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Interleukin-3 precursor (IL-3) (Hematopoietic growth factor) (Mast cell growth factor) (MCGF) (Multipotential colony-stimulating factor) (P-cell-stimulating factor)


Comparison of erythropoietic response to androgen in young and old senescence accelerated mice.

In this study, to clarify whether the functional capacity of hemopoietic progenitor cells and the micro-environment of aged mice are identical with those of the young, we investigated the changes in the number of hemopoietic progenitor cells and the production of regulatory cytokines from splenic cells as well as changes in the serum levels of cytokine in senescence-accelerated mice (SAM) after administration of 19-nandrolone decanoate (19-ND), a synthetic androgenic anabolic steroid. 19-ND induced an increase in erythroid colony-forming units (CFU-E), erythroid burst-forming units (BFU-E), and granulocytic-macrophage committed progenitor cells (CFU-GM) in bone marrow and spleen; especially remarkable increases were observed in the splenic CFU-E in both young and old mice. Antigen expression analysis of hemopoietic organs revealed that total TER-119 cells per spleen of young and old mice with androgen treatment rose 2.6- and 3.2-fold over their respective control values. The responsiveness of hemopoietic progenitor cells to androgen did not change with age. Injection of 19-ND into young and old mice markedly enhanced the erythropoietin levels but not IL3 and GM-CSF levels in the serum of both groups. Cytokine production assessed by pokeweed mitogen-stimulated spleen condition medium showed an age-related decline. Androgen treatment could not influence IL-3 and GM-CSF production of spleen. These findings suggest that the spleen of both old and young mice served as the major site of regenerative repopulation of hemopoietic progenitors, especially the late erythroid progenitors in 19-ND-treated mice. The proliferative reserve of erythropoiesis with androgen treatment in aged mice was not reduced more than that in treated-young mice.

MeSH Terms

  • Aging
  • Anabolic Agents
  • Androgens
  • Animals
  • Bone Marrow Cells
  • Erythropoiesis
  • Erythropoietin
  • Female
  • Fluorometry
  • Granulocyte-Macrophage Colony-Stimulating Factor
  • Hematopoietic Stem Cells
  • Interleukin-3
  • Leukocytes, Mononuclear
  • Mice
  • Nandrolone
  • Nandrolone Decanoate
  • Pokeweed Mitogens
  • Spleen

The xenotransplantation of goat and human hematopoietic cells to sheep fetuses.

Hematopoietic xenografts were carried out in three experiments using goat fetal liver (44-48 days, experiments I and II) or purified human CD 34 cells (experiment III) as the donor cells. Recipients were sheep fetuses at 41-47 days of gestation. Goat fetal liver cells were either injected without any pretreatment or stimulated by preincubation in a culturing in goat phytohemagglutinin-stimulated lymphocyte supernatant. Human CD 34 myeloid progenitor cells were purified from bone marrow by minimacs immunomagnetic purification and cultured in medium supplemented with stem cell factor, IL3, and IL6. Goat-sheep chimerism was assessed by flow cytometry analysis (FCA) of peripheral blood and bone marrow cells using a mouse anti-goat CD 45 monoclonal antibody and by karyotype analysis of peripheral blood from goat/sheep chimeras. Human cell engraftment was assessed by polymerase chain reaction amplification of the human DAX1 gene in blood and bone marrow DNA from sheep which had received human cells. In the three experiments, a mean of 76% (26 of 34) of injected fetuses were born alive without any clinical evidence of graft-versus-host disease. Three lambs were found to be goat/sheep chimeric after flow cytometry analysis (peripheral blood and bone marrow) and karyotype (peripheral blood) analysis. Both tissues continued to express goat cells at 6 or 12 months (last assessment) depending on the experiment. No human chimerism was detected using polymerase chain reaction amplification in peripheral blood and bone marrow of any of the six sheep grafted with human cells. These data and those also obtained on other species (human, pig/sheep) show that it is possible to carry out hematopoietic xenografts using the sheep fetus as recipient provided both donor and recipient fetal cells are processed during the period of tolerance to foreign antigens.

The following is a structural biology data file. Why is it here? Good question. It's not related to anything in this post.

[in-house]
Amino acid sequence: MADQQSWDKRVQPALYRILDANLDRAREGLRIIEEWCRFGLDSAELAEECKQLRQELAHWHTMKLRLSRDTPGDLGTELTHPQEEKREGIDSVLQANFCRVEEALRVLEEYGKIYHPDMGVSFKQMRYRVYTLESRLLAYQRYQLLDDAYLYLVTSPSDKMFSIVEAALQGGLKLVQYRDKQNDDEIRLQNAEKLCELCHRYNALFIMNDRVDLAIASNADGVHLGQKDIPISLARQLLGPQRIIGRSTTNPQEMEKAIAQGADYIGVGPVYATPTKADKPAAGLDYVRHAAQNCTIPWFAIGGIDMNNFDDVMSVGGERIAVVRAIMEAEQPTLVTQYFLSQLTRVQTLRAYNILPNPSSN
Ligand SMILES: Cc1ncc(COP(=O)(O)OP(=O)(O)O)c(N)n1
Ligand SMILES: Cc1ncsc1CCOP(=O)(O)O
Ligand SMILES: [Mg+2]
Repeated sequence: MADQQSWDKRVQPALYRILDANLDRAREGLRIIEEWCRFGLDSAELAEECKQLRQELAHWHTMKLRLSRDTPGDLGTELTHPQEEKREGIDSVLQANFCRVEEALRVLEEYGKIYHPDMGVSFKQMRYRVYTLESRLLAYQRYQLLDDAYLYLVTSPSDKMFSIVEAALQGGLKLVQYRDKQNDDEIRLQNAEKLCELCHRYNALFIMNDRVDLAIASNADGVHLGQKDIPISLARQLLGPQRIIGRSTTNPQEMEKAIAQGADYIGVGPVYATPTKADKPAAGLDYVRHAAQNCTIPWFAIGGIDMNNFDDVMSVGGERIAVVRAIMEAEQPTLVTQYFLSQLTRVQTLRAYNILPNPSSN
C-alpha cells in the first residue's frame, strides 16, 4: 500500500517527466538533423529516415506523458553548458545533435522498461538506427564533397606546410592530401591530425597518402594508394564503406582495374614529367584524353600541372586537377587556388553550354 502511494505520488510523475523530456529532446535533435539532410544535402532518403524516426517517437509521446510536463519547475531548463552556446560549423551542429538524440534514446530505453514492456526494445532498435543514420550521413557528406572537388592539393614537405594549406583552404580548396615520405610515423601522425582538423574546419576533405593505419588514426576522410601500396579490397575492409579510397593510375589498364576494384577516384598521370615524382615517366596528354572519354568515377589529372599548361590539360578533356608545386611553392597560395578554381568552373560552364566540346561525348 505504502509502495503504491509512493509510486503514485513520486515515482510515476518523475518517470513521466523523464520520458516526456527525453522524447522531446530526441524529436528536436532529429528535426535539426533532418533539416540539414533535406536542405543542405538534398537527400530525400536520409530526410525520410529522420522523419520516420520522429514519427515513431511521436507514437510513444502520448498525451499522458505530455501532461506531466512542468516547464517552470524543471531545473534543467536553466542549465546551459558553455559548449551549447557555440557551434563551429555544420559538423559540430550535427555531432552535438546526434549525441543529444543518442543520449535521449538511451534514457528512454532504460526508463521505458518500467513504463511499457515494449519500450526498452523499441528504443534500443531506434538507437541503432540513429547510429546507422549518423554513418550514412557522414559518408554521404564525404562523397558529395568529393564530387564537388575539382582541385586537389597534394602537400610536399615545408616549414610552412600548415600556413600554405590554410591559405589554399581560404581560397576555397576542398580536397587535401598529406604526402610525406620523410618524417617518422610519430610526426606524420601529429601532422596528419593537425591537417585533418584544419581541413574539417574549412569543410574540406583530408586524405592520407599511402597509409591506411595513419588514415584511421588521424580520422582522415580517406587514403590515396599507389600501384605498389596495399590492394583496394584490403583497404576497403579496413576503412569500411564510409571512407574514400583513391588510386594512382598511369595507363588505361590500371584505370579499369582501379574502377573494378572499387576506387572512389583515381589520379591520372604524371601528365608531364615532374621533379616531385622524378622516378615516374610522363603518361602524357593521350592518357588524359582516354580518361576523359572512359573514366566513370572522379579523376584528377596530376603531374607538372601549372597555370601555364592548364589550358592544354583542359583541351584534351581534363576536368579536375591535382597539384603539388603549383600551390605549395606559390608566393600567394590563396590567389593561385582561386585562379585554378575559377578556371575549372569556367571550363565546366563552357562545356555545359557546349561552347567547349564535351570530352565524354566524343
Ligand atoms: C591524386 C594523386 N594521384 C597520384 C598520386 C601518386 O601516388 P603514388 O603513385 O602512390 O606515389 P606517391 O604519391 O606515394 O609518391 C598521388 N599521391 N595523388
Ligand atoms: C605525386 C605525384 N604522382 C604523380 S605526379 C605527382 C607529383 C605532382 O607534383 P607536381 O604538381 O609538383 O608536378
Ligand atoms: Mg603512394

MeSH Terms

  • Aging
  • Animals
  • Female
  • Fetus
  • Flow Cytometry
  • Goats
  • Graft Survival
  • Hematopoietic Stem Cell Transplantation
  • Humans
  • Karyotyping
  • Sheep
  • Transplantation, Heterologous